President Robert Mugabe's government is accusing Botswana President Ian Khama of infringing upon Zimbabwe's sovereignty after Khama reportedly said the only way to resolve the political crisis is through a fresh elections. Harare described President Khama's statement as an act of extreme provocation, which it claims is an affront to all Zimbabweans. Khama, who has been a harsh critic of President Mugabe's rule, said that fresh elections was the only way out of the deadlock that threatens to derail a power-sharing deal between the ruling ZANU-PF and the main opposition Movement for Democratic Change (MDC). The diplomatic row between Harare and Gabarone comes ahead of a Southern African Development Community scheduled emergency meeting this weekend to find ways of resolving Zimbabwe's stalled negotiations between the government and the opposition.
George Mkwananzi is a Zimbabwean political analyst. He tells reporter Peter Clottey from South Africa's capital, Pretoria that Harare's outrage is unfounded.
"To start with, it is not surprising that the Robert Mugabe regime in Zimbabwe has responded to criticism coming from Botswana the way they have done. If you listen carefully, you can hear that it is a very militant response, especially as it alludes around the nature of extreme provocation and casting the whole issues as if it is something bordering on war. That is the kind of language that ZANU-PF loves and we are not surprised that the spokesman for such kind of talk is none other than Patrick Chinamasa," Mkwananzi pointed out.
He said the ruling party has a knack for being harsh on their critics.
"It has become quite a tradition for ZANU-PF to respond to all the people that criticize them legitimately and justly in the manner that they have done. However, if other countries like Namibia's president praised them they welcome it. But if the same member of SADC decides to criticize them, then they behave the way that they have done," he said.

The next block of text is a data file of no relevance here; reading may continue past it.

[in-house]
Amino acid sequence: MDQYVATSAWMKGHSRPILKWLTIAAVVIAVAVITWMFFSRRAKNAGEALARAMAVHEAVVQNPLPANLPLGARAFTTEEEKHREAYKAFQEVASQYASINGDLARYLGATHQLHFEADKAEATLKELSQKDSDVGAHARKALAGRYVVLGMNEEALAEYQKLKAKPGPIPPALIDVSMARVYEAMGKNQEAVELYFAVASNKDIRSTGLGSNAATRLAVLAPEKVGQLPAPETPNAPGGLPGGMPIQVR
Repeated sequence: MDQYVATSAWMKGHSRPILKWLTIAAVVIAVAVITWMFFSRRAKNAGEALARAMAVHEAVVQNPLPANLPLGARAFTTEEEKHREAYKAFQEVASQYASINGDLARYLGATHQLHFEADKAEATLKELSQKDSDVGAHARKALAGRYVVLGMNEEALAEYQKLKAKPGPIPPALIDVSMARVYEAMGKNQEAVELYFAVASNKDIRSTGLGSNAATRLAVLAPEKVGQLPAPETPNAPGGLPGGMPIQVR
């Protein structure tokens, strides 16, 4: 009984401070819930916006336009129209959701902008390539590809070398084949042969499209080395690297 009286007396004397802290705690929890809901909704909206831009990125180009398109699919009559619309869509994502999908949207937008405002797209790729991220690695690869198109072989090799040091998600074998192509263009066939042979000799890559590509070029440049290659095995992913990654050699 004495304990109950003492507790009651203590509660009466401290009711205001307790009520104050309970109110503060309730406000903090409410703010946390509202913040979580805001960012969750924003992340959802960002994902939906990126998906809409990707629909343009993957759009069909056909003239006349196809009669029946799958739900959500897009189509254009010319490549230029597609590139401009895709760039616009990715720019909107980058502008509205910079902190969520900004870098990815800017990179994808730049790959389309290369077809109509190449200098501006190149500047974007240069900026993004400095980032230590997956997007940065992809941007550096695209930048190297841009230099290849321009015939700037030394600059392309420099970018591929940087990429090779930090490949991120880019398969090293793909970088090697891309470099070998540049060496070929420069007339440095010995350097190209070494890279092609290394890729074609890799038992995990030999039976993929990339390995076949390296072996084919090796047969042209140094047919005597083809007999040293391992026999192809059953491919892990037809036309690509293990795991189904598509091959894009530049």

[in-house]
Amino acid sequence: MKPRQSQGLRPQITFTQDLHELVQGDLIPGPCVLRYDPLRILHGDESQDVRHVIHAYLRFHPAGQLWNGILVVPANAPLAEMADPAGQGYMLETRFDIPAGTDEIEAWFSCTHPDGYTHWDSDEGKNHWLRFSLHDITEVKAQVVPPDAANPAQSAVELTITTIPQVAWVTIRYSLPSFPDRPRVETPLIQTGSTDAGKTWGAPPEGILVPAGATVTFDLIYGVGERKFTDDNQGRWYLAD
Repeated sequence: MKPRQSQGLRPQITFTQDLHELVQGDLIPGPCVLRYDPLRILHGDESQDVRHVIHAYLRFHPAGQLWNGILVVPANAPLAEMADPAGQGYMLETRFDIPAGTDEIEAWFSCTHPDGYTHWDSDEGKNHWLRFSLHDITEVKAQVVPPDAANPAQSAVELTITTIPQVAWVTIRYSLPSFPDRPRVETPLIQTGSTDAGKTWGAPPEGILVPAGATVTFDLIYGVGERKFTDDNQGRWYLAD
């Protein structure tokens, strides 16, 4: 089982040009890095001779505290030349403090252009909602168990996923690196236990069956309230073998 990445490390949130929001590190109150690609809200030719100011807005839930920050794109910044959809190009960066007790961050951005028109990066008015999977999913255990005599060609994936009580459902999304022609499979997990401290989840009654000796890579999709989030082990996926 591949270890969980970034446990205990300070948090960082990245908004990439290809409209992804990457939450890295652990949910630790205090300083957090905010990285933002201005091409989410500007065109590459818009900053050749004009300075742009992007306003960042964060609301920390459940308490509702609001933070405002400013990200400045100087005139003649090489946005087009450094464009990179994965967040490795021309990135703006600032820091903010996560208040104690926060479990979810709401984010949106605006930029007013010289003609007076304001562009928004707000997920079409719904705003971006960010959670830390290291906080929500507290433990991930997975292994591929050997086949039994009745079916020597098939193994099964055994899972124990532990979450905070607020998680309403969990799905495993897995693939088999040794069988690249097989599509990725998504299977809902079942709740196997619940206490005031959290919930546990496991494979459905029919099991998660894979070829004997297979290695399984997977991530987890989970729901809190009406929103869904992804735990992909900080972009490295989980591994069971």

Mkwananzi sharply disagrees with Harare over its claims that Gabarone is interfering in Zimbabwe's internal political dynamics.
"I don't agree with such sentiment. A member of SADC and indeed a member of the international community are right to raise concerns when issues like what is happening in Zimbabwe where there is extreme breakdown of everything, including humanitarian structures, which have collapsed like that to express that concern and hope that something moves fast so that tings normalize. So, what the president of Botswana has done is to just express those concerns because the talks have not been able to produce things that would soon ameliorate the conditions of the people of Zimbabwe," Mkwananzi pointed out.
Mugabe and the leaders of the opposition Movement for Democratic Change agreed
on September 15 to share power, but talks have stalled over control of
Forming a unity government is seen as critical to reversing the economic meltdown in the southern African nation.
Meanwhile, main opposition leader Morgan Tsvangirai would become prime minister under the power-sharing deal, has accused Mugabe's ZANU-PF of trying to seize the lion's share of important ministries to try to relegate the MDC to the role of junior partner.